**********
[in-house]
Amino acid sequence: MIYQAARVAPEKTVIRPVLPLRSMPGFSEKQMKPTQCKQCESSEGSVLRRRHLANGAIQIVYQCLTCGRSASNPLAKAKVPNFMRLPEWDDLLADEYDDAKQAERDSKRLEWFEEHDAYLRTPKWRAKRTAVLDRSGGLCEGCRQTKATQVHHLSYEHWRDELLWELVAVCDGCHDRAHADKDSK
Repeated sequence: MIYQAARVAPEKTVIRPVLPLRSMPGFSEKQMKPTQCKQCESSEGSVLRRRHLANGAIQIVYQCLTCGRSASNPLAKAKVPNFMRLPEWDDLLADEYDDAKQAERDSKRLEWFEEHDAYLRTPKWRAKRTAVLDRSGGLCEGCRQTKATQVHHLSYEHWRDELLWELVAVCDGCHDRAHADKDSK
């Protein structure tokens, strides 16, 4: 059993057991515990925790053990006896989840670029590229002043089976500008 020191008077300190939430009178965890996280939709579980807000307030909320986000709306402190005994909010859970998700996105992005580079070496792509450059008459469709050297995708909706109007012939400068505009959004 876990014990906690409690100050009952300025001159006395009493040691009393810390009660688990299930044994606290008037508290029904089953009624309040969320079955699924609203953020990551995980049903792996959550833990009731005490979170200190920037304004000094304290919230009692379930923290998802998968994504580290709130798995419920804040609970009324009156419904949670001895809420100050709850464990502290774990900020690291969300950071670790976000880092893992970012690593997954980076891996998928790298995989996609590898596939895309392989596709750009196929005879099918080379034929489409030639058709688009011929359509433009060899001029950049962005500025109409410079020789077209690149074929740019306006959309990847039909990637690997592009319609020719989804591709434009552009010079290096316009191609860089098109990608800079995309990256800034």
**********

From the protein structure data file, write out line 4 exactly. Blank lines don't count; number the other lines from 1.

């Protein structure tokens, strides 16, 4: 059993057991515990925790053990006896989840670029590229002043089976500008 020191008077300190939430009178965890996280939709579980807000307030909320986000709306402190005994909010859970998700996105992005580079070496792509450059008459469709050297995708909706109007012939400068505009959004 876990014990906690409690100050009952300025001159006395009493040691009393810390009660688990299930044994606290008037508290029904089953009624309040969320079955699924609203953020990551995980049903792996959550833990009731005490979170200190920037304004000094304290919230009692379930923290998802998968994504580290709130798995419920804040609970009324009156419904949670001895809420100050709850464990502290774990900020690291969300950071670790976000880092893992970012690593997954980076891996998928790298995989996609590898596939895309392989596709750009196929005879099918080379034929489409030639058709688009011929359509433009060899001029950049962005500025109409410079020789077209690149074929740019306006959309990847039909990637690997592009319609020719989804591709434009552009010079290096316009191609860089098109990608800079995309990256800034």